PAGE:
read the game
Kilkenny v Tipperary 1968, Arsenal's miracle worker Wenger and the week's best sportswriting
Boil the kettle, go on…..

1. “The date is March 14 of this year, and Pep Guardiola is making the short journey from the seven star Emirates Palace hotel in Abu Dhabi to the Ministry of Presidential Affairs, where a special guest is waiting to greet him.”

The inside story of how Manchester City won the Premier League in The Sunday Times.

Manchester City fans celebrate Premier League win - Etihad Stadium PA PA

2. “Despite their seven-year age difference, the two were inseparable. Julian would follow Brandon everywhere, Bibbs said. They spent hours sparring in the yard, and Brandon never took it easy on Julian. He pushed him to the brink of his pain threshold, and that was the beginning of Julian’s life as a boxer.

Years later, when he was 22, Julian’s next fight would knock him to the canvas.”

Annie Costabile wrote about deaf boxer Julian Smith for the Chicago Sun Times this week.

3. “This is a pervasive opinion people have of pro athletes—and not even the worst one. But that doesn’t make it true or acceptable. Imagine how different the response would be if the comment were, “He’s black.” But athletes are expected to accept the insulting stereotypes, shut up, and dribble.”

‘Kareem Abdul-Jabbar: Athletes Shouldn’t Have to Endure Your Cheating Stereotypes’ for Cosmopolitan.

4. “It’s funny because people say how are you coping in a male-dominated world? But I don’t know anything else.” Growing up in Limerick, with four rugby-playing older brothers, Neville frequently clashed heads in the back garden. When she was eight she broke her nose so badly she could see it through her right eye. “To this day I can’t breathe properly. I have so much trouble with my sinuses, my wife’s always telling me to get it fixed.” During a kickaround in the local park, she went to save a ball and dislocated her thumb. “My brother Gary popped it back in but I still can’t hold a pint.””

The Guardian’s Anna Kessel spoke to trailblazing referee Joy Neville.

England v New Zealand - 2017 Women's World Cup Final - Kingspan Stadium PA Archive / PA Images PA Archive / PA Images / PA Images

5. “What makes players’ taxes interesting is the fact that NFLers don’t just pay where they live. They pay where they play and, most notably, where they practice.

The formula is simple: total salary multiplied by days spent in a given state multiplied by that state’s income tax rate, all divided by the number of days in the season. So each for each day Bryant spent in California he owed the state ($13,000,000 x 1 day x 13.3% tax rate / 170-day season).”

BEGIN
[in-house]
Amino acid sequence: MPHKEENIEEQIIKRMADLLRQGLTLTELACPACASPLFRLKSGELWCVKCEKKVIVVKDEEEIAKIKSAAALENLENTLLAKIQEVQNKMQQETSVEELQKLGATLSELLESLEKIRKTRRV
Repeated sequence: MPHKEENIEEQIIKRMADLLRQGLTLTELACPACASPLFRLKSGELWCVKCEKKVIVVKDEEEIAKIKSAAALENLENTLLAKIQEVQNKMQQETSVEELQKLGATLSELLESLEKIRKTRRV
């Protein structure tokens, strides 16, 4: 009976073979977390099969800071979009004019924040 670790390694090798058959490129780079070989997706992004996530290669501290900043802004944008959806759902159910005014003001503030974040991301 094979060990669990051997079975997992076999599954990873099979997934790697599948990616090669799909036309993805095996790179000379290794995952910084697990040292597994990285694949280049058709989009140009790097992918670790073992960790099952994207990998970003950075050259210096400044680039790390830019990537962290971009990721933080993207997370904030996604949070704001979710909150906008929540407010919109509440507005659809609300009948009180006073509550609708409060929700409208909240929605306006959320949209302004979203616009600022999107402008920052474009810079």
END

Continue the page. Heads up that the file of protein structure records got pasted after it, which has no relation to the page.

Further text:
Jacob Feldman explored the taxing world if NFL players’ finances for Sports Illustrated.

6. “Many struggle to find the answer. Research by FIFpro, the global players’ union, has suggested that as many as 35 percent of former players have depression and anxiety. Xpro, a charity set up to help with the welfare of former players, found that 40 percent are declared bankrupt within five years of retirement, while 33 percent are divorced within 12 months.”

Rory Smith penned a piece on retired football players for the New York Times.

7. “Maybe it seems like yesterday that Arsenal bid farewell to their soulful home, Highbury, and moved down the road to the shiny, new bowl with naming rights that would be known as the Emirates Stadium. It was a change that would have massive ramifications, and conveniently enough, the two addresses are associated with the two contrasting periods of Arsène’s Arsenal.”

The Guardian’s Amy Lawrence on Arsene Wenger.

Arsene Wenger To Leave Arsenal Tim Goode Tim Goode

8. “His talent was always underpinned by a devotion to the heavy lifting of the craft. Ejected from the press box at Tiger Stadium in Detroit late one evening for agonising too long over a baseball sidebar, he found a hot dog stand with a working light and continued typing his report up there. On another midnight vigil covering the verdict of the Mike Tyson rape trial, he delivered 800 words in 90 minutes, including an opening line that riffed on Yeats’ “its hour come round at last” from The Second Coming. When sub-editors changed round to around, he went berserk because it messed with the meter of the sentence. The obsessiveness that informed his art.”

Dave Hannigan paid tribute to late sportswriter William Nack for the Irish Times.

9. Maybe it was because I grew up seeing Bruno through Hulkamania-colored glasses, but I used to look at Bruno as someone out of pro-wrestling central casting. It took me years to really appreciate how great—and how charismatic—he was. What was it that drew you to Sammartino? As you grew up, what stuck out most about him in your memory?”

Two wrestling fanatics – David Shoemaker and Brian Koppelman – email about the life, legacy, and career of one of Bruno Sammartino for The Ringer.

10. Michael Walsh was seven years of age. Old enough to realise something was wrong, not old enough to realise exactly what or why.

All he knew was that his Daddy had been suspended by the GAA.

“It was a very strange time,” he says, recalling the events of half a century ago. “There was tension around the place. But at home it was very low key. My parents made sure of that.”"

The Irish Examiner’s Enda McEvoy wrote about the 1968 National Hurling League final between Kilkenny and Tipperary.

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